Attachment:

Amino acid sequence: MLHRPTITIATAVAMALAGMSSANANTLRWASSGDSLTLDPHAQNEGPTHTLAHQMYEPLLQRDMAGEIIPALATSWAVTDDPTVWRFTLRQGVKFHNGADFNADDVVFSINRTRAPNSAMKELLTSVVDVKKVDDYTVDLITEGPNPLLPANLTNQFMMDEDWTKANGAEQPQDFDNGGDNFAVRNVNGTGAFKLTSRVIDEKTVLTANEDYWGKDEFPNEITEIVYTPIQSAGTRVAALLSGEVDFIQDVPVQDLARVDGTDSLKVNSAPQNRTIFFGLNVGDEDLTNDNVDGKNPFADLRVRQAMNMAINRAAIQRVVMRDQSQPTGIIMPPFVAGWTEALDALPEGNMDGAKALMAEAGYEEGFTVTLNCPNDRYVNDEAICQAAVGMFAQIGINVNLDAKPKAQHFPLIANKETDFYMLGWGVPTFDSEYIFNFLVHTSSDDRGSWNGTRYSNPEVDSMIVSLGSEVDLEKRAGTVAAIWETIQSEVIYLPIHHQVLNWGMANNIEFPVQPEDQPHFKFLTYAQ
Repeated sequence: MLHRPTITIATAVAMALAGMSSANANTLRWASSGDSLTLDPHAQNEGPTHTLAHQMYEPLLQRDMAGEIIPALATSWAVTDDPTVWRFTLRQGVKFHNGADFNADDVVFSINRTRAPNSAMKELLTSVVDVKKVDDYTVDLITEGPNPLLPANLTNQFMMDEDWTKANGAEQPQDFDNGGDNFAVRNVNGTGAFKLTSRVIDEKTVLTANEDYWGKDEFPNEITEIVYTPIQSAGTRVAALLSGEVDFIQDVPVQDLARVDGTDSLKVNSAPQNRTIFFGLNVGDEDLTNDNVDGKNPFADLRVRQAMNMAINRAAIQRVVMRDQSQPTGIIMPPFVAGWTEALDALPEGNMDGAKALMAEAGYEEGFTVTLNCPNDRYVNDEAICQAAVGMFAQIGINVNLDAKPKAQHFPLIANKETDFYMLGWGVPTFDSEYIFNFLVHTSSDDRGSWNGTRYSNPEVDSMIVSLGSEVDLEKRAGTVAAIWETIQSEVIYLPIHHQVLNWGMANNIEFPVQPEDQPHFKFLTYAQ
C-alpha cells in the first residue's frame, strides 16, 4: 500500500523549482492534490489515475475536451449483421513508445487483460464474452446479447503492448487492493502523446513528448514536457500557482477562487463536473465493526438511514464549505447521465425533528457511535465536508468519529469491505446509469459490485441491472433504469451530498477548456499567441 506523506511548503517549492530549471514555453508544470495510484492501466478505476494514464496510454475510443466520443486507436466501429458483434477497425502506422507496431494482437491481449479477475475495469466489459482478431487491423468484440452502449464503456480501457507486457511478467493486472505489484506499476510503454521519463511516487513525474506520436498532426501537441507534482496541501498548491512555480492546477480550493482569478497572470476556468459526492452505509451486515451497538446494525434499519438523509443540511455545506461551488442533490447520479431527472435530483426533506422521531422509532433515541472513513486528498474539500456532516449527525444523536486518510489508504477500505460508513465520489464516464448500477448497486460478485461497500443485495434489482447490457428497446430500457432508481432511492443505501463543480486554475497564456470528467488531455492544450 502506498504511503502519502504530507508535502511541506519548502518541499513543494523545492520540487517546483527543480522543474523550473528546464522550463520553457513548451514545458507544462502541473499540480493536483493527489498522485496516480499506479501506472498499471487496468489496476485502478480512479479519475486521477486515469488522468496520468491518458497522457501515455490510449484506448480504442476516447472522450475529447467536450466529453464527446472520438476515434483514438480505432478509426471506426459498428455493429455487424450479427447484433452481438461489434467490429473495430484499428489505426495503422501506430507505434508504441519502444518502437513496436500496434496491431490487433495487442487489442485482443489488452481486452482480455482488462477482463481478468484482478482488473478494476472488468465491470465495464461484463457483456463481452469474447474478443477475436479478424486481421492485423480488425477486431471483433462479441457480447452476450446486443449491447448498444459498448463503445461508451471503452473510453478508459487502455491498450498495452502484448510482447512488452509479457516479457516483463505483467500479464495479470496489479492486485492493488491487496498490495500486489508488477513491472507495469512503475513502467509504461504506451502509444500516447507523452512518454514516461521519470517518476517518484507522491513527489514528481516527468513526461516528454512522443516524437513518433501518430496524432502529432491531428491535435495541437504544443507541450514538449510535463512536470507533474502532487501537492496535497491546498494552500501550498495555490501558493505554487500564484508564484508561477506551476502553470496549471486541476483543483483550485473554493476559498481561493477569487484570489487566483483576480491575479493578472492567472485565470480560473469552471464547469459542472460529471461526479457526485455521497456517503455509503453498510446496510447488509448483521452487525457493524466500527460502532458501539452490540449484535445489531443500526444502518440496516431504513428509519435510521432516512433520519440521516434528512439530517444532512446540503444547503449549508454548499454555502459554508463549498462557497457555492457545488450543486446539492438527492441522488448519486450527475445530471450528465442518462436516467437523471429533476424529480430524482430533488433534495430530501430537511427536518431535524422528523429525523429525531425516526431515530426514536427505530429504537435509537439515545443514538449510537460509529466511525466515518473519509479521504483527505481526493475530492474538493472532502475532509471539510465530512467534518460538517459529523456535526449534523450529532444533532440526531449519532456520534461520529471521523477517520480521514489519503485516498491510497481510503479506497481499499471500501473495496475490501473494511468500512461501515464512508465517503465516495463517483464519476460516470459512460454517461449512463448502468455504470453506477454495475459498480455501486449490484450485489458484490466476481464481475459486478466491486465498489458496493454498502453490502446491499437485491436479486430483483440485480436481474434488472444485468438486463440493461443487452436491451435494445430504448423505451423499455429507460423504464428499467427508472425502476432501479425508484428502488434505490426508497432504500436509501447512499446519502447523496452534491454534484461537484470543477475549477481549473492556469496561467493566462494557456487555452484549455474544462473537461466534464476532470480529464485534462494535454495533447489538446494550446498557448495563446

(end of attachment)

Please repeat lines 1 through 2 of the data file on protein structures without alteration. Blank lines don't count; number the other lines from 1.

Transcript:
Amino acid sequence: MLHRPTITIATAVAMALAGMSSANANTLRWASSGDSLTLDPHAQNEGPTHTLAHQMYEPLLQRDMAGEIIPALATSWAVTDDPTVWRFTLRQGVKFHNGADFNADDVVFSINRTRAPNSAMKELLTSVVDVKKVDDYTVDLITEGPNPLLPANLTNQFMMDEDWTKANGAEQPQDFDNGGDNFAVRNVNGTGAFKLTSRVIDEKTVLTANEDYWGKDEFPNEITEIVYTPIQSAGTRVAALLSGEVDFIQDVPVQDLARVDGTDSLKVNSAPQNRTIFFGLNVGDEDLTNDNVDGKNPFADLRVRQAMNMAINRAAIQRVVMRDQSQPTGIIMPPFVAGWTEALDALPEGNMDGAKALMAEAGYEEGFTVTLNCPNDRYVNDEAICQAAVGMFAQIGINVNLDAKPKAQHFPLIANKETDFYMLGWGVPTFDSEYIFNFLVHTSSDDRGSWNGTRYSNPEVDSMIVSLGSEVDLEKRAGTVAAIWETIQSEVIYLPIHHQVLNWGMANNIEFPVQPEDQPHFKFLTYAQ
Repeated sequence: MLHRPTITIATAVAMALAGMSSANANTLRWASSGDSLTLDPHAQNEGPTHTLAHQMYEPLLQRDMAGEIIPALATSWAVTDDPTVWRFTLRQGVKFHNGADFNADDVVFSINRTRAPNSAMKELLTSVVDVKKVDDYTVDLITEGPNPLLPANLTNQFMMDEDWTKANGAEQPQDFDNGGDNFAVRNVNGTGAFKLTSRVIDEKTVLTANEDYWGKDEFPNEITEIVYTPIQSAGTRVAALLSGEVDFIQDVPVQDLARVDGTDSLKVNSAPQNRTIFFGLNVGDEDLTNDNVDGKNPFADLRVRQAMNMAINRAAIQRVVMRDQSQPTGIIMPPFVAGWTEALDALPEGNMDGAKALMAEAGYEEGFTVTLNCPNDRYVNDEAICQAAVGMFAQIGINVNLDAKPKAQHFPLIANKETDFYMLGWGVPTFDSEYIFNFLVHTSSDDRGSWNGTRYSNPEVDSMIVSLGSEVDLEKRAGTVAAIWETIQSEVIYLPIHHQVLNWGMANNIEFPVQPEDQPHFKFLTYAQ